The Daily Tar Heel

Serving the students and the University community since 1893

Sunday January 29th

N.C. Botanical Garden begins renovation of Coker Arbor

Coker Arboretum is being renovated, as pictured on Oct. 13, 2022.
Buy Photos Coker Arboretum is being renovated, as pictured on Oct. 13, 2022.

Students walking down East Cameron Avenue may have noticed bare wooden posts where colorful vines once encased a natural hallway. 

The North Carolina Botanical Garden has begun a renovation of the Coker Arbor, the covered walkway that signifies the entrance to Coker Arboretum, intended to make it safer, more accessible and more attractive. 

“The big goals there are to make it accessible for everyone and easy to move along, like any other campus standard walkway,” Daniel Stern, the director of horticulture at the NCBG, said.

A major reason for the renovation is the inaccessibility of the current walkway. The path under the arbor ends with stairs that prevent some individuals from utilizing the space. Plans for the renovation include converting the walkway to a sloping path with no stairs at the end.

There have also been concerns about collisions between pedestrians and vehicles around the entrances to the arbor, which parallels Cameron Avenue. The new arbor will be further removed from the street and include larger entry points to avoid accidents.

“That's a very congested and very blind corner — just really dangerous for an intersection between pedestrians, cyclists and motorists,” Stern said. “And so in doing this renovation and changing the elevation of a walkway, we have an opportunity to really open that area up so it's safer for people to travel across that part of campus.”

Employees from the Botanical Garden have removed vines from the arbor to prepare for the removal of the wooden posts, which will commence after final exams, when students leave campus for winter break. 

The NCBG hopes to have the structure fully dismantled by the beginning of the spring semester so the walkway can be used by pedestrians. Construction on the walkway will begin either by late summer or the fall of 2023, and new vines will be planted in the following months. 

“People will still have their beloved arbor for their graduation pictures in just the blink of an eye,”  Arboretum Curator Margo MacIntyre said. “So only one year without it, and then the vines grow super fast, unbelievably fast.”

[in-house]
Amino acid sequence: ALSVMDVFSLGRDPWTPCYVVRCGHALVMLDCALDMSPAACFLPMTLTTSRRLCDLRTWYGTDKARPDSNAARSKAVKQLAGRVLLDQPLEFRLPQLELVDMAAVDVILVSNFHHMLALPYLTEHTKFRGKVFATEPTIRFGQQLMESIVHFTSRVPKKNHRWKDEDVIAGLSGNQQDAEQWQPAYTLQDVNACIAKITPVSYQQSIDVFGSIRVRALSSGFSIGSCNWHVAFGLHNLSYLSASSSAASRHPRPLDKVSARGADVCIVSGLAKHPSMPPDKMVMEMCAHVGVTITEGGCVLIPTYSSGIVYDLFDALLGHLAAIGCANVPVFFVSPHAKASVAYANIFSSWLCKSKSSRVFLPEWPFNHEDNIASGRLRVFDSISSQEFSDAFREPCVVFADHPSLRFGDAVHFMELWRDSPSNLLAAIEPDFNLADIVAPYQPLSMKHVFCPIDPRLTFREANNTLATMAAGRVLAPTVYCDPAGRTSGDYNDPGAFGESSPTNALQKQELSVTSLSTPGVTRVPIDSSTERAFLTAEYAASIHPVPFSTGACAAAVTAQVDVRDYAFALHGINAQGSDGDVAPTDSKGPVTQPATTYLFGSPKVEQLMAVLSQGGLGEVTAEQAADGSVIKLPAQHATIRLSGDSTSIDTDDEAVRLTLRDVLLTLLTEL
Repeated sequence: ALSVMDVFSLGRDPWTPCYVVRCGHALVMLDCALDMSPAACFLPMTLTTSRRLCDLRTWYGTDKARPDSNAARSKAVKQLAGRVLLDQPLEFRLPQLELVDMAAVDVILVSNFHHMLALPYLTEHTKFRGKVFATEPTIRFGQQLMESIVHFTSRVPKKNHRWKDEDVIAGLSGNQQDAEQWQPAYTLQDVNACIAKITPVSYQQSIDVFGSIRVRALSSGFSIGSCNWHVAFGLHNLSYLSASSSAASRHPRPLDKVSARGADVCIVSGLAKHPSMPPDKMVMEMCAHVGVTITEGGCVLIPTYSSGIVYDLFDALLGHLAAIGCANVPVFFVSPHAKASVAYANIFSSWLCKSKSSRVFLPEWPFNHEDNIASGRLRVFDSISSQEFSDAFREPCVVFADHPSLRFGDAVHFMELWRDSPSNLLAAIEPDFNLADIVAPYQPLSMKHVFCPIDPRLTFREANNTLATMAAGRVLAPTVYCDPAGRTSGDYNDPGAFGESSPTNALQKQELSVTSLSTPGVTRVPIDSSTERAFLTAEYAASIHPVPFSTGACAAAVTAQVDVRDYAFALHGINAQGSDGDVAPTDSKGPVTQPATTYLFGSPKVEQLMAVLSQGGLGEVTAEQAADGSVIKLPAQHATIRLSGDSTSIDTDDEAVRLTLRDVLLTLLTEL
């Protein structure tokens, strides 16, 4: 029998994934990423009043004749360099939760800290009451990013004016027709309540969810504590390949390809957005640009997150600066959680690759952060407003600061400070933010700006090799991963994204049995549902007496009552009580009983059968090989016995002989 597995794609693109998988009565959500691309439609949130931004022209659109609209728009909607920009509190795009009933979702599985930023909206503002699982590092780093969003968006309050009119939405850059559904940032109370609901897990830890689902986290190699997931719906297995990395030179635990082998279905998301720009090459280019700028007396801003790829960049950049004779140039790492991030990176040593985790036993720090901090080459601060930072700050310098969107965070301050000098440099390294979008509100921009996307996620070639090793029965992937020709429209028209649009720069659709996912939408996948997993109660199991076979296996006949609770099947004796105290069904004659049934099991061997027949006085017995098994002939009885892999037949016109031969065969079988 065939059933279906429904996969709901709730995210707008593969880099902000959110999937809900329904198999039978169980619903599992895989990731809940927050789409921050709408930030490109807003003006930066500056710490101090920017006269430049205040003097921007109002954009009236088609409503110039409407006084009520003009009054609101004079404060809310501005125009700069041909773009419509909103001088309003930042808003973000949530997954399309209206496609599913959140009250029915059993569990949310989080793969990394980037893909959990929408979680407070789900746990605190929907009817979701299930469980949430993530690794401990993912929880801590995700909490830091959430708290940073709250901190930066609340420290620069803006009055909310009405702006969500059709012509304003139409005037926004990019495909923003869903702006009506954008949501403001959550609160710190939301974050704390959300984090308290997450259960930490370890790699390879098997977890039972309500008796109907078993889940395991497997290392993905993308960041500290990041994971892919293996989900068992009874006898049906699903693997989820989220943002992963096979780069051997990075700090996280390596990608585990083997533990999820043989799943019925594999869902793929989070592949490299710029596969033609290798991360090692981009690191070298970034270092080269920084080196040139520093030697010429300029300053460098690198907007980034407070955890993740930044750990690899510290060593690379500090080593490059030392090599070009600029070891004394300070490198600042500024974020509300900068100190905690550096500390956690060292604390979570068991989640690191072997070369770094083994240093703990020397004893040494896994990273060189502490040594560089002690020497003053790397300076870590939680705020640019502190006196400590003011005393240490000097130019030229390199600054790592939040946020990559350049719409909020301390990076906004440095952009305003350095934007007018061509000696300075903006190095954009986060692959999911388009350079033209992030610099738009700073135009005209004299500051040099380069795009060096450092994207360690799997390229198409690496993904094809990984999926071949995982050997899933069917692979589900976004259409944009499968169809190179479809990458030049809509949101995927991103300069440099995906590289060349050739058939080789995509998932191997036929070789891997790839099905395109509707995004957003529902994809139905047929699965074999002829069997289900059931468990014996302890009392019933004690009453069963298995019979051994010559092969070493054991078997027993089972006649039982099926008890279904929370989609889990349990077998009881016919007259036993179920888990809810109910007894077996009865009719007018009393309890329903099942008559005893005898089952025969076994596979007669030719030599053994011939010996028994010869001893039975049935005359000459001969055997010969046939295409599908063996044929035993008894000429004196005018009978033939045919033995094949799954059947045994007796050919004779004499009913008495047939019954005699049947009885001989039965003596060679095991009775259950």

The wood arbor was last restored in 1998, and the black locust posts that hold up the vines have begun to deteriorate. The wooden posts will be replaced during the renovation. 

“What may be different is the spacing of posts. We are looking at this as an opportunity to open up some better views into the Arboretum, so that more people are attracted into the interior of that garden,” Stern said. 

The current arbor consists mainly of American wisteria, a vine native to the southeast United States. Although the wisteria will continue to play a major role in the vines of the arbor, some of the other vines will be replaced. 

“We have certainly felt like, after living with this planting for 25 years, some things are working better than others,” Stern said. 

The Botanical Garden hopes this renovation will make the Coker Arboretum accessible to all who wish to enjoy the walkway and the nature surrounding it.

Many students find the arboretum to be a place of peace throughout the stressors of college. 

“I think of it as a place of flowers and just walking through it makes me feel relaxed,” first-year Priya Patel said.

The NCBG is collaborating with Andropogon Associates to develop the design plan for the new arbor. The walkway renovation is being funded through UNC Facilities Services, and the new arbor will be supported by private donations made to the Botanical Garden.

“We're going to preserve the rustic character of the arbor that's been a part of our campus for over 100 years,” Stern said.

@dailytarheel

university@dailytarheel.com

To get the day's news and headlines in your inbox each morning, sign up for our email newsletters.



Comments

The Daily Tar Heel's 2023 Housing Edition

Special Print Edition

Games & Horoscopes

Print Edition Games Archive